£30k Penalty for Failing to Remedy Electrical Defects: Ensure You Act on Inspection Reports

A Harrogate hotelier has been prosecuted for putting lives at risk when she failed to remedy a number of electrical defects in two of her hotels. Yoko Banks was fined over £30,000 after pleading guilty to two health and safety offences. The prosecution was brought by Harrogate Borough Council after Mrs Banks failed to address 50 category C2 electrical faults identified by an independent electrical contractor.

Furthermore, other electrical faults had been subject to faulty remedial work, leaving them in a potentially dangerous condition. Read on for more information and for tips on how to act on an electrical inspection report.

£30k Penalty for Failing to Remedy Electrical Defects: Ensure You Act on Inspection Reports

All electrical systems deteriorate as a result of a number of factors, including loading, overheating, corrosion, wear and tear and poor maintenance. Under the provisions of the Electricity at Work Regulations 1989, the electrical system must be maintained so as to prevent, so far as is reasonably practicable, danger. A ‘system’ means the wiring of an electrical installation and everything connected to it.

In law, the employer, or duty holder, is responsible for implementing maintenance programmes and the testing and monitoring of electrical systems and equipment. A periodic inspection and testing procedure should identify any damage, deterioration, defects and conditions within the installation that give rise, or potentially give rise, to danger. The procedures should also identify any deficiencies for which remedial action would contribute to a significant improvement in the safety of the installation. Anyone carrying out the inspection and testing of your electrical installation must be competent to do so.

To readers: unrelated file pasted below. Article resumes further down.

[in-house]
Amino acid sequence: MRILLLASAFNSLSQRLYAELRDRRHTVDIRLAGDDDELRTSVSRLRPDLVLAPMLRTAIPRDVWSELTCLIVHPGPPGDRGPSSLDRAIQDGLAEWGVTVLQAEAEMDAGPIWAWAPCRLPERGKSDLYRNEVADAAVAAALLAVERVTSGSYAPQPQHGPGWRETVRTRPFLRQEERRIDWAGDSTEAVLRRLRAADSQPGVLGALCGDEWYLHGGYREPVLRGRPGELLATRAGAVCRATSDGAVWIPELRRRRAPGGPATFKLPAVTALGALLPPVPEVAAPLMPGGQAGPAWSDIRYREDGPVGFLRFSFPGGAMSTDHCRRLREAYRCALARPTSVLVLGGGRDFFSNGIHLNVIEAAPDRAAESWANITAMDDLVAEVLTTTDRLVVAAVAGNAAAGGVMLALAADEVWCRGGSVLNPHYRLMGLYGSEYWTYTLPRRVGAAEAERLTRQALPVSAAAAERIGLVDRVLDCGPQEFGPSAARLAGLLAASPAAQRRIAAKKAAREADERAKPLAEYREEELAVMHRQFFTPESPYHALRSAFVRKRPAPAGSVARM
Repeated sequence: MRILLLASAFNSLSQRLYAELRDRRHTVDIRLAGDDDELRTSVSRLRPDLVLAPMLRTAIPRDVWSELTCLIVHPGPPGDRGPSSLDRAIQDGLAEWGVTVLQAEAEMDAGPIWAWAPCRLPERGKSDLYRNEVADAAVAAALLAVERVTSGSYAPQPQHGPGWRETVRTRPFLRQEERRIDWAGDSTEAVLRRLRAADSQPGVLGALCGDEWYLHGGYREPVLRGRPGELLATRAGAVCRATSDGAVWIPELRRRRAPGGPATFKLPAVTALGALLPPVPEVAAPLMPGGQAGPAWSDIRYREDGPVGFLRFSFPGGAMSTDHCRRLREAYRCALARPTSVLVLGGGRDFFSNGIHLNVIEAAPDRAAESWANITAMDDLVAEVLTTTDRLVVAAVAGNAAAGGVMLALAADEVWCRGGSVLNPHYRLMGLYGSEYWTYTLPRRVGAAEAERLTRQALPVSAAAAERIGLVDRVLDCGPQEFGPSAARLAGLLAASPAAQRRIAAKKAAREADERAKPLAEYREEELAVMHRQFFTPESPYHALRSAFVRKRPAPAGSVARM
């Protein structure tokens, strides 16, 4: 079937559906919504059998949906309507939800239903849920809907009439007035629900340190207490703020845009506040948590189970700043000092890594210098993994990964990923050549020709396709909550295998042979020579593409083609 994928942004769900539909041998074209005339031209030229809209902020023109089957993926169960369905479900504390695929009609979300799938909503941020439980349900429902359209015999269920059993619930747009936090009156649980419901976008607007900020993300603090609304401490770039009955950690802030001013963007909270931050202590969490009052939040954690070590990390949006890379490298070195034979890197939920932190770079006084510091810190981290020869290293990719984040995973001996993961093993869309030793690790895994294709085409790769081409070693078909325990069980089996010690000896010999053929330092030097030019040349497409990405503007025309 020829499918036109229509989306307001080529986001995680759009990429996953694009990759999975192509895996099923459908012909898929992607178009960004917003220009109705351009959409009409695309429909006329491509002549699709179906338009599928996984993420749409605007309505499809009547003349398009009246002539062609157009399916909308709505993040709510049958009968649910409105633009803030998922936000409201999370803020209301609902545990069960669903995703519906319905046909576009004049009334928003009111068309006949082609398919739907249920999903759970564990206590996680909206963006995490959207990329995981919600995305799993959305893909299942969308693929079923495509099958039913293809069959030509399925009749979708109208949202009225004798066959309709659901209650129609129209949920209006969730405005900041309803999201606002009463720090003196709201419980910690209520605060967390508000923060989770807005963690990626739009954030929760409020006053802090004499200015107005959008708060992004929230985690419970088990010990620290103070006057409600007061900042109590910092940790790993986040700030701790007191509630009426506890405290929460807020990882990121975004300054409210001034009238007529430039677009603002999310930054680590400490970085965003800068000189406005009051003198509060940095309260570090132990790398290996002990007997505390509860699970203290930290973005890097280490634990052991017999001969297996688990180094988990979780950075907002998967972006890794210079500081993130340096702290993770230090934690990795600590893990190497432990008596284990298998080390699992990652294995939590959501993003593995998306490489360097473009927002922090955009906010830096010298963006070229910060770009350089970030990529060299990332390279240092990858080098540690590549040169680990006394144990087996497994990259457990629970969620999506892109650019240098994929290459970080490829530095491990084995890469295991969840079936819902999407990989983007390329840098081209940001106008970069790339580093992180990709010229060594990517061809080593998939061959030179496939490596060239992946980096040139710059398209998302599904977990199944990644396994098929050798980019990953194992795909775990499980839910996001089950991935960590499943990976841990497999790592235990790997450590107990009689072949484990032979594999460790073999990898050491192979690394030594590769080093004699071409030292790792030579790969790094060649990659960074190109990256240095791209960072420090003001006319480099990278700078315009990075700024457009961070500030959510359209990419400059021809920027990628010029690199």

Understanding an Electrical Inspection Report

  • Each observation made by the contractor, which relates to a concern over the safety of the installation, should be attributed an appropriate Classification Code: C1, C2 and C3.
  • Each code has a particular meaning:
    • C1 means ‘danger present’. The persons using the installation are at immediate risk. This means you must take action, without delay, to remedy the identified deficiency or take other appropriate action, e.g. switching off and isolating the affected parts of the installation to remove the danger. You must not wait for the full report if the whole, or part, of the installation has been assigned C1.
    • C2 means ‘potentially dangerous’. This code is used to indicate that whilst a deficiency is not considered to be dangerous at the time of the inspection, it would become a real and immediate danger if a fault, or other foreseeable event, was to occur. Whilst you may not be at immediate risk, remedial action should be taken as a matter of urgency.
    • C3 means that whilst the identified deficiency is not considered to be a source of immediate danger, an improvement would contribute to a significant enhancement of the safety of the electrical installation.

If, on receipt of an electrical inspection report, you do not take corrective action, you could be successfully prosecuted and sued. Don’t compromise on electrical safety.